This study aims to determine pain frequency amongst care home residents with dementia, to investigate variables associated with pain, to explore analgesic use among residents and to seek residents' relatives' views on provision of care and management of pain by the care home.Methods:
Structured face-to-face interviews were conducted with residents, nursing staff and relatives from nine dementia care homes in Northern Ireland, between May 2010 and March 2012. Demographic information was collected from participants, neuropsychiatric tests were used to assess residents' cognitive functioning, medication use was determined from care home records and residents' pain was assessed using a verbal descriptor scale. Relatives' views were sought on care provision and management of pain.Results:
Forty-two residents, 16 nurses/care assistants and 35 relatives participated; the participation rate of residents was low (27.6%). Most residents were suffering moderate–severe dementia, and some residents (26.2%) were unable to provide a self-report of pain. A significantly higher proportion of relatives (57.1%) deemed residents to be experiencing pain at the time of the interview, compared with residents (23.8%, p = 0.005) and nurses/care assistants (42.9%, p = 0.035). Most residents (88.1%) were prescribed with analgesia; non-opioid analgesics were most commonly prescribed. High proportions of residents were prescribed with psychoactive medications. Antipsychotic drug use was associated with presence of pain (p = 0.046).Conclusions:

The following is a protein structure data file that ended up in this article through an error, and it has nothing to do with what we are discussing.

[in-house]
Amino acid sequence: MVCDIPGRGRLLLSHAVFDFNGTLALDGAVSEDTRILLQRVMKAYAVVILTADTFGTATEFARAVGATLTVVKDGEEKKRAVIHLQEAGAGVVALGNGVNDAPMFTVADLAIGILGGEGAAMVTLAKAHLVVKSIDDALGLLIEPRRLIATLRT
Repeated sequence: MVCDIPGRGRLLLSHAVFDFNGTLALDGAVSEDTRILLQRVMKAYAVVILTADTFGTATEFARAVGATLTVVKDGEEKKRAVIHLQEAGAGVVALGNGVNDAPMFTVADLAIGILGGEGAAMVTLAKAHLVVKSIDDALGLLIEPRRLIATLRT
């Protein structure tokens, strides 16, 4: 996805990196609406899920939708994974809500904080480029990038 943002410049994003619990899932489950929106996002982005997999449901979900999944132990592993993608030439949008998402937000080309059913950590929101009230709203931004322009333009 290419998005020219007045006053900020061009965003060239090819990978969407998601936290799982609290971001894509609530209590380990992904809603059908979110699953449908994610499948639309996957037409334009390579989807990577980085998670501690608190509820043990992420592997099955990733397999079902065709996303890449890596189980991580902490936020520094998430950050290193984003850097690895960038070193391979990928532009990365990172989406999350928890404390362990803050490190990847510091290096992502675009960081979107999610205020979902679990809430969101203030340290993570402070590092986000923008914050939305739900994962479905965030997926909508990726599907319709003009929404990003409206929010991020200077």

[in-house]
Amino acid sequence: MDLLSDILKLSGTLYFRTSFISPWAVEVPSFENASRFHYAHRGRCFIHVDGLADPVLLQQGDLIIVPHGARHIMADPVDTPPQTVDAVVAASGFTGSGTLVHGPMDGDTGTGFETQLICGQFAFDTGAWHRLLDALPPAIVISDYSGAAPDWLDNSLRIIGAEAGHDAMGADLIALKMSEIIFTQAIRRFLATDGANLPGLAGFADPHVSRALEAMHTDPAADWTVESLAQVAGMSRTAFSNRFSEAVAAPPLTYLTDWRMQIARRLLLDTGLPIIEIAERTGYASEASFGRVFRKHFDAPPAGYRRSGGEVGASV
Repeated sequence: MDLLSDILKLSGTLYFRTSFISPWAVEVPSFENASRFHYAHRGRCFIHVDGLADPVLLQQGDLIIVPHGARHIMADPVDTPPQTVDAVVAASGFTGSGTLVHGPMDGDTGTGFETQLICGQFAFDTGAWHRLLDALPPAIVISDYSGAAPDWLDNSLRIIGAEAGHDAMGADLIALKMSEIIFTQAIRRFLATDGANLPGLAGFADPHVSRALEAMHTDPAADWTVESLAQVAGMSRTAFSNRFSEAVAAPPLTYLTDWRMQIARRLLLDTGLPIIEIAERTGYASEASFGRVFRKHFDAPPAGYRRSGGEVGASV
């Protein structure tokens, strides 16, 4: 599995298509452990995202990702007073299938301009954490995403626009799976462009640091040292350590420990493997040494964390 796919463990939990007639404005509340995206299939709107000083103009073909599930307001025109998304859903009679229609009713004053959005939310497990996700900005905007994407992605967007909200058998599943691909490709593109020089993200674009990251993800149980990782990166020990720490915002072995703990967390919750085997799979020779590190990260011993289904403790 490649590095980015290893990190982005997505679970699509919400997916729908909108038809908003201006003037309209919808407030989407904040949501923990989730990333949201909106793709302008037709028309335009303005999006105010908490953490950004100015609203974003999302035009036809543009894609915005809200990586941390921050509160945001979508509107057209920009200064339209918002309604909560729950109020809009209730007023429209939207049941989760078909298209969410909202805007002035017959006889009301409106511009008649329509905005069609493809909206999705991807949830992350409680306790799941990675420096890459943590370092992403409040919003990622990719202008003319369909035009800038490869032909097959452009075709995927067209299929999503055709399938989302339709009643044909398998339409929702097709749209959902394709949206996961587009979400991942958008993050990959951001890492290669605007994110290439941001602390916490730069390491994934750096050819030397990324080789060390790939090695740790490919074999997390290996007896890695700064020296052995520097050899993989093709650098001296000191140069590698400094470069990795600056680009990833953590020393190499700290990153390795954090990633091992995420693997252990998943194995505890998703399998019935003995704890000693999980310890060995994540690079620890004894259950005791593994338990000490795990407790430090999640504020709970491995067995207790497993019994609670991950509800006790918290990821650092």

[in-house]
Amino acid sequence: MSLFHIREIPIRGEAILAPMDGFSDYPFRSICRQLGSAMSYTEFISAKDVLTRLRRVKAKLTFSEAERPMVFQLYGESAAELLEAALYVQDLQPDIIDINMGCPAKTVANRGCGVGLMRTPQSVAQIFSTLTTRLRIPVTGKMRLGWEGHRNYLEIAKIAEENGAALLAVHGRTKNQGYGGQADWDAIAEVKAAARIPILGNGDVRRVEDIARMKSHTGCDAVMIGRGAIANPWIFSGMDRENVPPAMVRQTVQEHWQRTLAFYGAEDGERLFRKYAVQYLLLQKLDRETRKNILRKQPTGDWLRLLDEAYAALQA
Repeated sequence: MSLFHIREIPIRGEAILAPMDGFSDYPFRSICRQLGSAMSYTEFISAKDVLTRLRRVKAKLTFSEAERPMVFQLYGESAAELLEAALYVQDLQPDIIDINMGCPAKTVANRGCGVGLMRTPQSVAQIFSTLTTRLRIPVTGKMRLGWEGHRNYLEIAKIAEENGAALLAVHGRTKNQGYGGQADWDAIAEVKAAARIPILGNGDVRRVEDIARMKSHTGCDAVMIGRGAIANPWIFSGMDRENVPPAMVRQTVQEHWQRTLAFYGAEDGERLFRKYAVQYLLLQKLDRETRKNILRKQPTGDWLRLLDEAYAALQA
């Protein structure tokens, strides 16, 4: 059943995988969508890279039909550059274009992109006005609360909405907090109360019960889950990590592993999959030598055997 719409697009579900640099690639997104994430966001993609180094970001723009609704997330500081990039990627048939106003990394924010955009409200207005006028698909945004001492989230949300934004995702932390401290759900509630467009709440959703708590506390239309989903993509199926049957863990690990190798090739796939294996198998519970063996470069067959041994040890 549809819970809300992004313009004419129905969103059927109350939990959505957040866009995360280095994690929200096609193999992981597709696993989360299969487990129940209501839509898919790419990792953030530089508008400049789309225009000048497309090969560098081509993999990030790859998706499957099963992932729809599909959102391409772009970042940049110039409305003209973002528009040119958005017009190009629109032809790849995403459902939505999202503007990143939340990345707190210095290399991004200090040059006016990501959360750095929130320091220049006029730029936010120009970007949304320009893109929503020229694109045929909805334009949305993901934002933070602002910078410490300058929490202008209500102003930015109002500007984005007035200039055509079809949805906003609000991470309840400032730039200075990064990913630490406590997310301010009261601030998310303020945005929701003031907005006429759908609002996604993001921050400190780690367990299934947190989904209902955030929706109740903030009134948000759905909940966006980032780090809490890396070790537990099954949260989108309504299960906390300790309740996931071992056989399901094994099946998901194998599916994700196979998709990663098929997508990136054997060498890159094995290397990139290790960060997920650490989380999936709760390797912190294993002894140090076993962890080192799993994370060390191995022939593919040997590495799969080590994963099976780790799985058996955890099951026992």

This study has reinforced the challenge of assessing and managing pain in this resident population and highlighted issues to be addressed by long-term care providers and clinicians. Participation of people with dementia, and their families, in healthcare research needs to be improved. Copyright © 2014 John Wiley & Sons, Ltd.